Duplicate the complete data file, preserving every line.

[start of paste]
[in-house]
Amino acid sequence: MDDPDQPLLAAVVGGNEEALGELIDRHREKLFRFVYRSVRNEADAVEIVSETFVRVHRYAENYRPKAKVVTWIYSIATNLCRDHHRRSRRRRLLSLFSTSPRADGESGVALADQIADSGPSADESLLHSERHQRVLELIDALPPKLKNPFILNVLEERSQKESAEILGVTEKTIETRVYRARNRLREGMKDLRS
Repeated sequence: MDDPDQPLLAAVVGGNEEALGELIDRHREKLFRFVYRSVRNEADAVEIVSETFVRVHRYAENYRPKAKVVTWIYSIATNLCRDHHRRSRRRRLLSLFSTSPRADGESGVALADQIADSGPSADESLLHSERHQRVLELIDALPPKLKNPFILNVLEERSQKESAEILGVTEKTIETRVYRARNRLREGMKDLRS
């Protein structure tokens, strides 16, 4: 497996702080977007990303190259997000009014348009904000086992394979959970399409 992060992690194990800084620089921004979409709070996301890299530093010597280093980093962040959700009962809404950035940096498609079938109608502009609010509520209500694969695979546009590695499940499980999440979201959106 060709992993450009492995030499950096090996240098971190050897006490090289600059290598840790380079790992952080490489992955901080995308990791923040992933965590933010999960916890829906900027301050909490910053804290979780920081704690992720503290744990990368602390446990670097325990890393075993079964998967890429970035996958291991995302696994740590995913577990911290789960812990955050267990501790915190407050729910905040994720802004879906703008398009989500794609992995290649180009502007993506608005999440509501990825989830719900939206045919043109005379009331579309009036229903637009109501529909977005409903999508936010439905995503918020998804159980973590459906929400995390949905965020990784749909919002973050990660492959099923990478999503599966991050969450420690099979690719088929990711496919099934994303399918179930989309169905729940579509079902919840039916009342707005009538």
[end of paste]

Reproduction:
[in-house]
Amino acid sequence: MDDPDQPLLAAVVGGNEEALGELIDRHREKLFRFVYRSVRNEADAVEIVSETFVRVHRYAENYRPKAKVVTWIYSIATNLCRDHHRRSRRRRLLSLFSTSPRADGESGVALADQIADSGPSADESLLHSERHQRVLELIDALPPKLKNPFILNVLEERSQKESAEILGVTEKTIETRVYRARNRLREGMKDLRS
Repeated sequence: MDDPDQPLLAAVVGGNEEALGELIDRHREKLFRFVYRSVRNEADAVEIVSETFVRVHRYAENYRPKAKVVTWIYSIATNLCRDHHRRSRRRRLLSLFSTSPRADGESGVALADQIADSGPSADESLLHSERHQRVLELIDALPPKLKNPFILNVLEERSQKESAEILGVTEKTIETRVYRARNRLREGMKDLRS
């Protein structure tokens, strides 16, 4: 497996702080977007990303190259997000009014348009904000086992394979959970399409 992060992690194990800084620089921004979409709070996301890299530093010597280093980093962040959700009962809404950035940096498609079938109608502009609010509520209500694969695979546009590695499940499980999440979201959106 060709992993450009492995030499950096090996240098971190050897006490090289600059290598840790380079790992952080490489992955901080995308990791923040992933965590933010999960916890829906900027301050909490910053804290979780920081704690992720503290744990990368602390446990670097325990890393075993079964998967890429970035996958291991995302696994740590995913577990911290789960812990955050267990501790915190407050729910905040994720802004879906703008398009989500794609992995290649180009502007993506608005999440509501990825989830719900939206045919043109005379009331579309009036229903637009109501529909977005409903999508936010439905995503918020998804159980973590459906929400995390949905965020990784749909919002973050990660492959099923990478999503599966991050969450420690099979690719088929990711496919099934994303399918179930989309169905729940579509079902919840039916009342707005009538």